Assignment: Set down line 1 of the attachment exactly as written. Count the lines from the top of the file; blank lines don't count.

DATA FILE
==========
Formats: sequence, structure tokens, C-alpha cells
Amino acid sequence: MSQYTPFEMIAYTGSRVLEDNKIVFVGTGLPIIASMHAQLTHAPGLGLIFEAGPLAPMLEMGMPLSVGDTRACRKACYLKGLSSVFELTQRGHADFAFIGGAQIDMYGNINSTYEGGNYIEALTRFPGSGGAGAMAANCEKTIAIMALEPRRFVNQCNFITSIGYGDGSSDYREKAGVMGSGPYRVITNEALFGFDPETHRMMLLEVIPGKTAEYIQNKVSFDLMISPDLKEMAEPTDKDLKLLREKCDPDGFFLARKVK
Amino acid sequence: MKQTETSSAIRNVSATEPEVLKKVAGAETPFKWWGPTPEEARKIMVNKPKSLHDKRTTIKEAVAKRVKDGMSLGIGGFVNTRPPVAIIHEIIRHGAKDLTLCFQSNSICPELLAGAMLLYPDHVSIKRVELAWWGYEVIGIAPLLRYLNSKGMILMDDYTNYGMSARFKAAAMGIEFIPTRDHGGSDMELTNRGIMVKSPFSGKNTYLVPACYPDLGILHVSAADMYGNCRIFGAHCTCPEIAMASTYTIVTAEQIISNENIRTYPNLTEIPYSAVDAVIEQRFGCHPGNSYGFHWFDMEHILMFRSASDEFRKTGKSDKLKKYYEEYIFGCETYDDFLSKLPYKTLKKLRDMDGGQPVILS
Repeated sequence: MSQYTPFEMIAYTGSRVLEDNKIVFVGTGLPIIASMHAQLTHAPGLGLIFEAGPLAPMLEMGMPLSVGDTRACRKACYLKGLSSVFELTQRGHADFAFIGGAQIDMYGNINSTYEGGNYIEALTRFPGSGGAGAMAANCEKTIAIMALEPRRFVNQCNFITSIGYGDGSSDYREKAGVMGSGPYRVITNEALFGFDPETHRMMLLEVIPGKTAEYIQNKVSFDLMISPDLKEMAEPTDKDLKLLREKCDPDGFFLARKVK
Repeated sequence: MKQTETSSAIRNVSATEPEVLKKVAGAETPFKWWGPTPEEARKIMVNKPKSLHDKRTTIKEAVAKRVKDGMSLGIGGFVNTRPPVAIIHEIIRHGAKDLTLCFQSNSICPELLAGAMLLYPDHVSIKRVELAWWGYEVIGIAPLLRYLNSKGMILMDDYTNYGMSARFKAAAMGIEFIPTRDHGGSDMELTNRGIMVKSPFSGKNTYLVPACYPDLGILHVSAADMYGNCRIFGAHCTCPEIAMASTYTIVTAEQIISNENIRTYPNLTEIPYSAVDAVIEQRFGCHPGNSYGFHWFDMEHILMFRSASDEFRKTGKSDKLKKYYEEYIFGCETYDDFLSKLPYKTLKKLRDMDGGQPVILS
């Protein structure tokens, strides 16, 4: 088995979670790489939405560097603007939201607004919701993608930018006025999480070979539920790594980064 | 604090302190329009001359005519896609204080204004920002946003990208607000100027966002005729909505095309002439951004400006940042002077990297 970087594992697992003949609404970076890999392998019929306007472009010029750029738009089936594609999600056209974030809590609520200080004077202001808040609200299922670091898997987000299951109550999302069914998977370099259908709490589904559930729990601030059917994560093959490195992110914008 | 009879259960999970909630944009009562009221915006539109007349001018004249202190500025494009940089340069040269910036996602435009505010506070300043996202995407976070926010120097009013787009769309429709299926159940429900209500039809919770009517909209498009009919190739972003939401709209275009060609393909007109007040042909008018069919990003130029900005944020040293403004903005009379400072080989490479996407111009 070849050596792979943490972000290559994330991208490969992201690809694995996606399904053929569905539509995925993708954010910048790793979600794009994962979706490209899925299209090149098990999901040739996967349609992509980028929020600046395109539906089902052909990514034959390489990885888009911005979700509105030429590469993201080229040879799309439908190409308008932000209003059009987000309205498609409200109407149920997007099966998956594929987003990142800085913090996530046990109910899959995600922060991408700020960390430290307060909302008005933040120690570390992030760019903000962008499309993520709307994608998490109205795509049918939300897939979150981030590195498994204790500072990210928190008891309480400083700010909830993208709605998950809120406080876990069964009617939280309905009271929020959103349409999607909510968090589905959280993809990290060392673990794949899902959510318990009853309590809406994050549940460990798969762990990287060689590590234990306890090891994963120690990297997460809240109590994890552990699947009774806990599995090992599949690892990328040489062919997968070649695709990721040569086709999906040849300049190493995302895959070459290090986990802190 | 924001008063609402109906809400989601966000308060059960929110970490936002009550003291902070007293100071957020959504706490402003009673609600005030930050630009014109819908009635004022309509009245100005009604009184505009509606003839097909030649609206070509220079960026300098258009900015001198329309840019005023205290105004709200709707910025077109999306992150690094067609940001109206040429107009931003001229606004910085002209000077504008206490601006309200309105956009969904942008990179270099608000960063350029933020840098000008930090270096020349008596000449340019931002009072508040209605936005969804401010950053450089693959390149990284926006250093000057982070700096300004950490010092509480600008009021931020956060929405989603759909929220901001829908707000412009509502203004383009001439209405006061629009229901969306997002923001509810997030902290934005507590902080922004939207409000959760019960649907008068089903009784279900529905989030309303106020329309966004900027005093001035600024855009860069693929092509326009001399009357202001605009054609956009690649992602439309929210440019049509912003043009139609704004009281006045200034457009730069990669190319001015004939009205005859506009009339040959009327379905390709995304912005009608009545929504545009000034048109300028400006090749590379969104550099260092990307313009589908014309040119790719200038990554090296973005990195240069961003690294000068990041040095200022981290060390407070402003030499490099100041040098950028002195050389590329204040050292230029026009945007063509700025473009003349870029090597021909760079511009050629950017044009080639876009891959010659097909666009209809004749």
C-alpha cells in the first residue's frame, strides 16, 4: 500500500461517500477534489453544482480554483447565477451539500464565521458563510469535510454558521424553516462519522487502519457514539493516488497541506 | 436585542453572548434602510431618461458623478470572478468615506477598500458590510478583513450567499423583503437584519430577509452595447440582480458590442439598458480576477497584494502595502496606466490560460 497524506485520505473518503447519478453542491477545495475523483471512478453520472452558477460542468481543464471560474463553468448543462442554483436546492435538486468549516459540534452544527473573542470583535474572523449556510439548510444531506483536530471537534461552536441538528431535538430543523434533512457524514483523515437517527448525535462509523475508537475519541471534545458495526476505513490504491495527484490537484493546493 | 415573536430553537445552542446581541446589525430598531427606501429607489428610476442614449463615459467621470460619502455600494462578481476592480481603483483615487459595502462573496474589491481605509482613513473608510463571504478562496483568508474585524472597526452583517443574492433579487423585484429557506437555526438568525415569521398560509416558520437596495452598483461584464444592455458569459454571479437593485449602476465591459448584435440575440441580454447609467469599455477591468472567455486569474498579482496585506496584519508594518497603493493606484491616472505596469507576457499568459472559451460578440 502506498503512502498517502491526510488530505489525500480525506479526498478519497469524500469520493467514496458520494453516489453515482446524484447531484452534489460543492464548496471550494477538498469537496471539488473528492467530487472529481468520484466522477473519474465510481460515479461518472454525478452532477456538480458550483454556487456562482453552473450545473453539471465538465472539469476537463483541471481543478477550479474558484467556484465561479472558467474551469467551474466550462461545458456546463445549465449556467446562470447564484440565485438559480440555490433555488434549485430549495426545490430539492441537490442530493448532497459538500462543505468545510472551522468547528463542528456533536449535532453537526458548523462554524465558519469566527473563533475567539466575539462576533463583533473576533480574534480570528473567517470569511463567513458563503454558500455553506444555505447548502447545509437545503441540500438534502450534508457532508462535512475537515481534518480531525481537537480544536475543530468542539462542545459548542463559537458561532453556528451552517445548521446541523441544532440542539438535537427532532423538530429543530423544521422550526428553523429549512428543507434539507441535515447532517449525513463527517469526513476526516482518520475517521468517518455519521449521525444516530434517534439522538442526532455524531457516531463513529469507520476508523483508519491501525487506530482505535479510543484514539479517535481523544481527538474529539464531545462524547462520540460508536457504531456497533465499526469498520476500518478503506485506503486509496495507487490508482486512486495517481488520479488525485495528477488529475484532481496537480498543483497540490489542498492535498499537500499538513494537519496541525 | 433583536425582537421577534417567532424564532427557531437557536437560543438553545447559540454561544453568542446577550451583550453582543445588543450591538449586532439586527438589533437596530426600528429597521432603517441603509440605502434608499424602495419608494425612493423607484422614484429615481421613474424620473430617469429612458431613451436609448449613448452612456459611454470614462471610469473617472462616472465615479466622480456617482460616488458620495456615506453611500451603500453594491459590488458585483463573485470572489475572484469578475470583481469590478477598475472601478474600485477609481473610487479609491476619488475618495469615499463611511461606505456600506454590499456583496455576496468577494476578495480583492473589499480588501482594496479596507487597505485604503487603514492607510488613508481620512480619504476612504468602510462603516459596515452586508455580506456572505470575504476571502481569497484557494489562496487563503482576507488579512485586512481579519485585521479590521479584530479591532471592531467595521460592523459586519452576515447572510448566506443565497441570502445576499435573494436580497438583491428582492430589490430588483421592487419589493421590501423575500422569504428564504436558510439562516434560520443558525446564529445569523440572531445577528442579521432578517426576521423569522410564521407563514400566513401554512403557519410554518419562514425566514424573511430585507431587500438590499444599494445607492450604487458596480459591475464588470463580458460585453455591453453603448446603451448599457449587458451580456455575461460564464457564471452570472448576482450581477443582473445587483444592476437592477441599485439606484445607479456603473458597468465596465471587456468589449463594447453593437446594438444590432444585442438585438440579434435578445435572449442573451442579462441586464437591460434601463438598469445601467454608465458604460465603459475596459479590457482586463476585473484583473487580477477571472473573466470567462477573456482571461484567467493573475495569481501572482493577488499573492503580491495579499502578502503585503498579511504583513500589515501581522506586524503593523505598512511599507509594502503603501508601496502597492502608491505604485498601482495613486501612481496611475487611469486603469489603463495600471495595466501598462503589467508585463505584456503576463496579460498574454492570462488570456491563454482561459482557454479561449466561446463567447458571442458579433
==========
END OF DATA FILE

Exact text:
Formats: sequence, structure tokens, C-alpha cells